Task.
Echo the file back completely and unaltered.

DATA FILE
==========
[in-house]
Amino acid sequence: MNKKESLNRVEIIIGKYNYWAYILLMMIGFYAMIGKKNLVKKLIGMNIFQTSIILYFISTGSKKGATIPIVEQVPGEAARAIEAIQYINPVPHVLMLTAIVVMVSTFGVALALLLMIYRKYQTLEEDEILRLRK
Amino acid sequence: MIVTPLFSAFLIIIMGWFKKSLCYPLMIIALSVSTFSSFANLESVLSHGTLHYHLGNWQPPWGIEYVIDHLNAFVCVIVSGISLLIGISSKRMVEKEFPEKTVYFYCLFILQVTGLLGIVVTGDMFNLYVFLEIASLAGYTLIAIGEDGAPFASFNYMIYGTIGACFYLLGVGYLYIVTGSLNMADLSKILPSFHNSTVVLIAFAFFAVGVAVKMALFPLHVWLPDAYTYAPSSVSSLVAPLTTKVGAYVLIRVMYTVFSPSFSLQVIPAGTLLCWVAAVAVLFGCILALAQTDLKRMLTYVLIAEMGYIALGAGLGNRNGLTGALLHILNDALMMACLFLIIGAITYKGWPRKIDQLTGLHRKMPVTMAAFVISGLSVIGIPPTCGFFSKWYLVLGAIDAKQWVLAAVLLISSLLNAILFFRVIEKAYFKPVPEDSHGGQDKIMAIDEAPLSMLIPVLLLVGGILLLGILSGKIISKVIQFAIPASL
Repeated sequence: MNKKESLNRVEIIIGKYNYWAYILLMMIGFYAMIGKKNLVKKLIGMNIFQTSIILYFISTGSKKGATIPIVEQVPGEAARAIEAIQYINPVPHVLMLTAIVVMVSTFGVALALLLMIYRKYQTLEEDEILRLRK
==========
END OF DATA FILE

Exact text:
[in-house]
Amino acid sequence: MNKKESLNRVEIIIGKYNYWAYILLMMIGFYAMIGKKNLVKKLIGMNIFQTSIILYFISTGSKKGATIPIVEQVPGEAARAIEAIQYINPVPHVLMLTAIVVMVSTFGVALALLLMIYRKYQTLEEDEILRLRK
Amino acid sequence: MIVTPLFSAFLIIIMGWFKKSLCYPLMIIALSVSTFSSFANLESVLSHGTLHYHLGNWQPPWGIEYVIDHLNAFVCVIVSGISLLIGISSKRMVEKEFPEKTVYFYCLFILQVTGLLGIVVTGDMFNLYVFLEIASLAGYTLIAIGEDGAPFASFNYMIYGTIGACFYLLGVGYLYIVTGSLNMADLSKILPSFHNSTVVLIAFAFFAVGVAVKMALFPLHVWLPDAYTYAPSSVSSLVAPLTTKVGAYVLIRVMYTVFSPSFSLQVIPAGTLLCWVAAVAVLFGCILALAQTDLKRMLTYVLIAEMGYIALGAGLGNRNGLTGALLHILNDALMMACLFLIIGAITYKGWPRKIDQLTGLHRKMPVTMAAFVISGLSVIGIPPTCGFFSKWYLVLGAIDAKQWVLAAVLLISSLLNAILFFRVIEKAYFKPVPEDSHGGQDKIMAIDEAPLSMLIPVLLLVGGILLLGILSGKIISKVIQFAIPASL
Repeated sequence: MNKKESLNRVEIIIGKYNYWAYILLMMIGFYAMIGKKNLVKKLIGMNIFQTSIILYFISTGSKKGATIPIVEQVPGEAARAIEAIQYINPVPHVLMLTAIVVMVSTFGVALALLLMIYRKYQTLEEDEILRLRK